What Is Toner Made Of: Toner Cartridge Contents

What Is Toner Made Of

What’s inside that toner cartridge you’re holding?

Yes, we know what to do when the printer says the toner is low. But what’s inside that toner cartridge?

Toner Cartridge Contents: It’s Dust, Dude

Yeah, we know it’s dust, but dust from what?

The toner powder inside of cartridges is a proprietary formula specific to your brand of printer.

But there’s no great secret about the basic toner ingredients.

Toner dust is derived from specialized plastic particles that adhere to the paper and are melted into place by heat and pressure. (Who doesn’t love a toasty warm printout fresh from the Laserjet?)

Magic Dust, Bro

The finely powdered plastic in toner cartridges does not conduct electricity but is able to hold a static charge.

This means it can be moved around and positioned as an image on a charged drum roller.

Also, powdered plastic melts at a very low temperature, which makes fusion with heat and a pressure roller possible.

But What Is Printer Toner Made Of?

Toner was once — and frequently still— made from plastic slabs that are broken, crushed, and ground down into fine powder using air jet milling.

But that can yield unevenly sized particles, which results in less-than-perfect printed images.

This led toner manufacturers to “grow” uniform-sized toner particles in a lab.

These smaller, evenly sized particles permit better image reproduction and allow more efficient toner use:

Ancient Yearnings

Ever since early man used crushed berries to paint on cave walls, humanity has sought a better way to express itself through words and art.

We needed ink!

As early as the 4th century BC, Middle Eastern civilizations made ink from burned bones, pitch, and tar, while the ancient Chinese made ink from fish glue.

From squid ink to the development of carbon black — a powdered soot made from burnt tar and creosote — mankind is on a never-ending quest to find a better way to print.

Toner: A Better Ink

We’ve finally found a better type of ink for computer printers. It’s called toner.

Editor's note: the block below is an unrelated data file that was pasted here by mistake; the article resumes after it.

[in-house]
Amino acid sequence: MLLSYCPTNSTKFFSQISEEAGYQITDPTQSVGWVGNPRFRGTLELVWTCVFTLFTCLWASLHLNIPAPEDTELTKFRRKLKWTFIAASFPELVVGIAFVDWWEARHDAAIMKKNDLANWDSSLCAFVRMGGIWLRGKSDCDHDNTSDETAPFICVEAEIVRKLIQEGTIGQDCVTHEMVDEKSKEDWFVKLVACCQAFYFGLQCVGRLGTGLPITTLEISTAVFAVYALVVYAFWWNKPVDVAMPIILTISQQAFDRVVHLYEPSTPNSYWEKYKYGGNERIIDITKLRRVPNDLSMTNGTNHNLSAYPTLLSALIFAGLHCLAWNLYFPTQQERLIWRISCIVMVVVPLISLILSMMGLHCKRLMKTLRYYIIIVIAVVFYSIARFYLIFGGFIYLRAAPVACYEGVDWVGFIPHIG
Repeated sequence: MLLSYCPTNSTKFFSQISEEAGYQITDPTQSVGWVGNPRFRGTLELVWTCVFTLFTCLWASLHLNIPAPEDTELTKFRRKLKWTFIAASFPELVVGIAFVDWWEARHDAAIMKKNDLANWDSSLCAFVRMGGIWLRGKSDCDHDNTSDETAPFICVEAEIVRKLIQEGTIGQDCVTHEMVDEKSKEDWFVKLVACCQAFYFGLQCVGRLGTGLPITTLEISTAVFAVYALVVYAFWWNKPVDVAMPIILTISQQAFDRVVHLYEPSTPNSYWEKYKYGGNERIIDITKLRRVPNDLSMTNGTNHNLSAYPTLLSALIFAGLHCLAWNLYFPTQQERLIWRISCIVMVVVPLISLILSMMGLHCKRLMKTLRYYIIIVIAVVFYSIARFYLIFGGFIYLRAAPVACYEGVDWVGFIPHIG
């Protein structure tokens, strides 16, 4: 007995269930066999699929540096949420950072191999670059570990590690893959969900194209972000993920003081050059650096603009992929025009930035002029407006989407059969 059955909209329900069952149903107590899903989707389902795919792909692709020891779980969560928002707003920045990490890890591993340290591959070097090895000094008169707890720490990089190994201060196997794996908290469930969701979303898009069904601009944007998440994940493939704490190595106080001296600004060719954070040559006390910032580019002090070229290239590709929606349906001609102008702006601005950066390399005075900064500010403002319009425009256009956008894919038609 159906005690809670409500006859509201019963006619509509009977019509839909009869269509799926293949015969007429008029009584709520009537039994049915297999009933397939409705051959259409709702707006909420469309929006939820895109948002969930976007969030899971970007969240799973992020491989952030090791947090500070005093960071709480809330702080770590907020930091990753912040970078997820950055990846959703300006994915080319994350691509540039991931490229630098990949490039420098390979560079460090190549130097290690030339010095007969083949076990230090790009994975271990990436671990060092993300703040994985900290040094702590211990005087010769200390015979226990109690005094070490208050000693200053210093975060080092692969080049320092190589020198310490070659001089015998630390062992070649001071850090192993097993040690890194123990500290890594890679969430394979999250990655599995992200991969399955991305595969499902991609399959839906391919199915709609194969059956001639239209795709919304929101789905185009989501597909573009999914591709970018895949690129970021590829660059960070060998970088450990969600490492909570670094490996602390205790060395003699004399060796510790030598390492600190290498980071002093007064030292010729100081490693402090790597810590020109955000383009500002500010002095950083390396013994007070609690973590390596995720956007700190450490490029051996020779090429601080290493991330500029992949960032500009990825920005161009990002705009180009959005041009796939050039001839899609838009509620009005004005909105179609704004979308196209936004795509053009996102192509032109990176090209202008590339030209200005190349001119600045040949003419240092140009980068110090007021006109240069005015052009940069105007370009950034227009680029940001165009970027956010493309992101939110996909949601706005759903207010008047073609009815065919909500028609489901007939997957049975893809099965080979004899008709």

Unlike ink cartridges, toner cartridges don’t dry out, produce more pages faster, and print sharper text (plus you can always sell toner if needed).

Xerox engineer Gary Starkweather developed laser printing in 1969 by modifying one of the company’s office copiers.

Since then, laser printing is the good-to for high volume printing and low cost-per-page.

It may not seem like it when you’re buying OEM toner cartridges, but toner really is a better bargain than ink.

What’s On The Label?

Manufacturers use the same basic formulas when making color laser toners.

Yellow laser toners contain pigment yellow 180, magenta toners contain pigment red 122, while cyan toners contain pigment blue 15:3.

Black laser toners contain carbon black powder combined with powdered plastic.

What else is in there?

Fumed silica, which keeps the powdered toner particles loose and flowing freely inside the cartridge, and charge control agents — powdered iron, chromium and zinc — which maintain the charge of the particles.


Life inside a toner cartridge is indeed a wondrous place filled with magical science and fantastic technology, (as well as several human carcinogens).

Plastic dust is the simple answer to the question of what’s in your toner, but the technological advancements that got it there are truly amazing.

Further reading:

2 comments on “What Is Toner Made Of: Toner Cartridge Contents”

  1. Ted S. Leber

    I am trying to print artwork on copper-clad PCB material to make printed circuit boards via the toner transfer method which is fairly common. I am trying to use an HP LaserJet P1102w printer which works very poorly for this application. I suspect that the HP toner in my CE285A cartridge has to small of a plastic component for this application. I know of one guy who uses an HP LaserJet 1100A with great success but that printer is no longer available although the toner is. Can I refill my HP CE285A cartridge with toner made for the HP C4092A cartridge without hurting my printer? if not, can you suggest a modern-day printer that might work for this application?

    1. Rob Errera

      Printing computer circuit boards at home is a rather specialized skill, Ted, but, from what we can gather, you can get the job done with a standard laser printer. We’re not sure how to get HP C4092A toner into a CE285A cartridge and we’re not sure you need to. It’s more important to use the right imaging software to render the fine lines required for PCB transfers. Also, the heat of your iron affects the transfer somewhere around 130-degrees F is probably right. You can learn more here.


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